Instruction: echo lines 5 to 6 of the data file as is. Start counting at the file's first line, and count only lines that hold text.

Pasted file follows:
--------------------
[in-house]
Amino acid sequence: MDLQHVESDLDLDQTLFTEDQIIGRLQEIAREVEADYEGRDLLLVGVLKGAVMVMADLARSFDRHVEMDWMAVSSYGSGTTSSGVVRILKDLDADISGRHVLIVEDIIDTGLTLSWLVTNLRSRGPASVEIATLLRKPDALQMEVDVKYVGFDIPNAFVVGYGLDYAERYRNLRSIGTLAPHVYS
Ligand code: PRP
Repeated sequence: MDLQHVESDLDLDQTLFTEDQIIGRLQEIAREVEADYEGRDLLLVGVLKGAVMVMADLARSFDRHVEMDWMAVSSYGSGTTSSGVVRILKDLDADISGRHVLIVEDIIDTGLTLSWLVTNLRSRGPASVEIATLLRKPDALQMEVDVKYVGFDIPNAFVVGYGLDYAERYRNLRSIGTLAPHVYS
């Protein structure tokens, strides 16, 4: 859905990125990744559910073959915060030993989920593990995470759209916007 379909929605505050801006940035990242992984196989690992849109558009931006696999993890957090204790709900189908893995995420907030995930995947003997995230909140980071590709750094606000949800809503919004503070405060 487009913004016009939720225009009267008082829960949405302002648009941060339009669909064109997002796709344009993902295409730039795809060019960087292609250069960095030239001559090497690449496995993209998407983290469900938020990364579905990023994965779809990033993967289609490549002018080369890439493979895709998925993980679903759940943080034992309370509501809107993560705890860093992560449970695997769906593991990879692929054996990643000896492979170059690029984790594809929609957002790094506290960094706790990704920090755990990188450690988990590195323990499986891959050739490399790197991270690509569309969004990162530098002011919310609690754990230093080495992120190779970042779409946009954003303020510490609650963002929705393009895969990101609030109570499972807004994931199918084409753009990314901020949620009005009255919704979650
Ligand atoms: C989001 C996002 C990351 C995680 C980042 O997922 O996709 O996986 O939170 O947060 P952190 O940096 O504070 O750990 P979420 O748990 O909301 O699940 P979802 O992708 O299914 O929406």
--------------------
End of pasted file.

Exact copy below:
């Protein structure tokens, strides 16, 4: 859905990125990744559910073959915060030993989920593990995470759209916007 379909929605505050801006940035990242992984196989690992849109558009931006696999993890957090204790709900189908893995995420907030995930995947003997995230909140980071590709750094606000949800809503919004503070405060 487009913004016009939720225009009267008082829960949405302002648009941060339009669909064109997002796709344009993902295409730039795809060019960087292609250069960095030239001559090497690449496995993209998407983290469900938020990364579905990023994965779809990033993967289609490549002018080369890439493979895709998925993980679903759940943080034992309370509501809107993560705890860093992560449970695997769906593991990879692929054996990643000896492979170059690029984790594809929609957002790094506290960094706790990704920090755990990188450690988990590195323990499986891959050739490399790197991270690509569309969004990162530098002011919310609690754990230093080495992120190779970042779409946009954003303020510490609650963002929705393009895969990101609030109570499972807004994931199918084409753009990314901020949620009005009255919704979650
Ligand atoms: C989001 C996002 C990351 C995680 C980042 O997922 O996709 O996986 O939170 O947060 P952190 O940096 O504070 O750990 P979420 O748990 O909301 O699940 P979802 O992708 O299914 O929406």